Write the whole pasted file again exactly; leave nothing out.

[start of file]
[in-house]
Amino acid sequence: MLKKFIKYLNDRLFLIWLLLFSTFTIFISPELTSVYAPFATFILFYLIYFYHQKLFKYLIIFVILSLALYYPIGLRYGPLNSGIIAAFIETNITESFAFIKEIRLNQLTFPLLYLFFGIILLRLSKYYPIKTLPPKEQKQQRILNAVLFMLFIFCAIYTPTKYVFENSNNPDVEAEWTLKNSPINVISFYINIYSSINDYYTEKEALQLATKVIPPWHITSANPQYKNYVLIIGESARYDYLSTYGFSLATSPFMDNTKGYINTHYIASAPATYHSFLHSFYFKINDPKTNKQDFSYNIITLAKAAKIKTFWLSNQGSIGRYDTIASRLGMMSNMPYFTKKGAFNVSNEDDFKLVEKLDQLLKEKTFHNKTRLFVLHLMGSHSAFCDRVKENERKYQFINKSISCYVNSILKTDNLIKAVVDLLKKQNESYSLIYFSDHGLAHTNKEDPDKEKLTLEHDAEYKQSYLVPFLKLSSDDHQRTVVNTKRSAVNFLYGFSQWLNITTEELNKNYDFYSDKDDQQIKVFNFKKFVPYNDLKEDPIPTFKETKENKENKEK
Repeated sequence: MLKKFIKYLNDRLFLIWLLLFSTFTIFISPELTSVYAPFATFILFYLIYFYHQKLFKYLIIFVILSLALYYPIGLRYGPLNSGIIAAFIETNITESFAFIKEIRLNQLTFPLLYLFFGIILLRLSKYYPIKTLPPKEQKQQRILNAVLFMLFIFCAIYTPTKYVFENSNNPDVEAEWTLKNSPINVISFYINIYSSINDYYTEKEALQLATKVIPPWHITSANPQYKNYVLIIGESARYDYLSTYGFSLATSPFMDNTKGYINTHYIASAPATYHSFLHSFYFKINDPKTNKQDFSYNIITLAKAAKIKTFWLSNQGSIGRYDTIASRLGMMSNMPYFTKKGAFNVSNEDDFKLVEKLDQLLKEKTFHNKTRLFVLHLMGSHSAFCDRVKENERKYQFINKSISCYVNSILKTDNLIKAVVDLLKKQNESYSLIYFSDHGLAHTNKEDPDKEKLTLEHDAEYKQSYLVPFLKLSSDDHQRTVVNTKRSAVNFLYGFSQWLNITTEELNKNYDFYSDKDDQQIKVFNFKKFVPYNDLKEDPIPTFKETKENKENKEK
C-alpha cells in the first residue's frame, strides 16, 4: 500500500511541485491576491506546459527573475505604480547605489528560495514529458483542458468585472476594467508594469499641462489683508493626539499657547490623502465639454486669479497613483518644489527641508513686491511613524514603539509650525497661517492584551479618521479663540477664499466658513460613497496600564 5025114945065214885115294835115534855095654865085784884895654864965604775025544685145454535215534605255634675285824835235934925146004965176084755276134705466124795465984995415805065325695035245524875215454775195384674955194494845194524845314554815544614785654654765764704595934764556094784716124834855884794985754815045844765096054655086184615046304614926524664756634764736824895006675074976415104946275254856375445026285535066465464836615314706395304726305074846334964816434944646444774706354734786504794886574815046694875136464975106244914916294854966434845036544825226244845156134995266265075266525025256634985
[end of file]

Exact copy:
[in-house]
Amino acid sequence: MLKKFIKYLNDRLFLIWLLLFSTFTIFISPELTSVYAPFATFILFYLIYFYHQKLFKYLIIFVILSLALYYPIGLRYGPLNSGIIAAFIETNITESFAFIKEIRLNQLTFPLLYLFFGIILLRLSKYYPIKTLPPKEQKQQRILNAVLFMLFIFCAIYTPTKYVFENSNNPDVEAEWTLKNSPINVISFYINIYSSINDYYTEKEALQLATKVIPPWHITSANPQYKNYVLIIGESARYDYLSTYGFSLATSPFMDNTKGYINTHYIASAPATYHSFLHSFYFKINDPKTNKQDFSYNIITLAKAAKIKTFWLSNQGSIGRYDTIASRLGMMSNMPYFTKKGAFNVSNEDDFKLVEKLDQLLKEKTFHNKTRLFVLHLMGSHSAFCDRVKENERKYQFINKSISCYVNSILKTDNLIKAVVDLLKKQNESYSLIYFSDHGLAHTNKEDPDKEKLTLEHDAEYKQSYLVPFLKLSSDDHQRTVVNTKRSAVNFLYGFSQWLNITTEELNKNYDFYSDKDDQQIKVFNFKKFVPYNDLKEDPIPTFKETKENKENKEK
Repeated sequence: MLKKFIKYLNDRLFLIWLLLFSTFTIFISPELTSVYAPFATFILFYLIYFYHQKLFKYLIIFVILSLALYYPIGLRYGPLNSGIIAAFIETNITESFAFIKEIRLNQLTFPLLYLFFGIILLRLSKYYPIKTLPPKEQKQQRILNAVLFMLFIFCAIYTPTKYVFENSNNPDVEAEWTLKNSPINVISFYINIYSSINDYYTEKEALQLATKVIPPWHITSANPQYKNYVLIIGESARYDYLSTYGFSLATSPFMDNTKGYINTHYIASAPATYHSFLHSFYFKINDPKTNKQDFSYNIITLAKAAKIKTFWLSNQGSIGRYDTIASRLGMMSNMPYFTKKGAFNVSNEDDFKLVEKLDQLLKEKTFHNKTRLFVLHLMGSHSAFCDRVKENERKYQFINKSISCYVNSILKTDNLIKAVVDLLKKQNESYSLIYFSDHGLAHTNKEDPDKEKLTLEHDAEYKQSYLVPFLKLSSDDHQRTVVNTKRSAVNFLYGFSQWLNITTEELNKNYDFYSDKDDQQIKVFNFKKFVPYNDLKEDPIPTFKETKENKENKEK
C-alpha cells in the first residue's frame, strides 16, 4: 500500500511541485491576491506546459527573475505604480547605489528560495514529458483542458468585472476594467508594469499641462489683508493626539499657547490623502465639454486669479497613483518644489527641508513686491511613524514603539509650525497661517492584551479618521479663540477664499466658513460613497496600564 5025114945065214885115294835115534855095654865085784884895654864965604775025544685145454535215534605255634675285824835235934925146004965176084755276134705466124795465984995415805065325695035245524875215454775195384674955194494845194524845314554815544614785654654765764704595934764556094784716124834855884794985754815045844765096054655086184615046304614926524664756634764736824895006675074976415104946275254856375445026285535066465464836615314706395304726305074846334964816434944646444774706354734786504794886574815046694875136464975106244914916294854966434845036544825226244845156134995266265075266525025256634985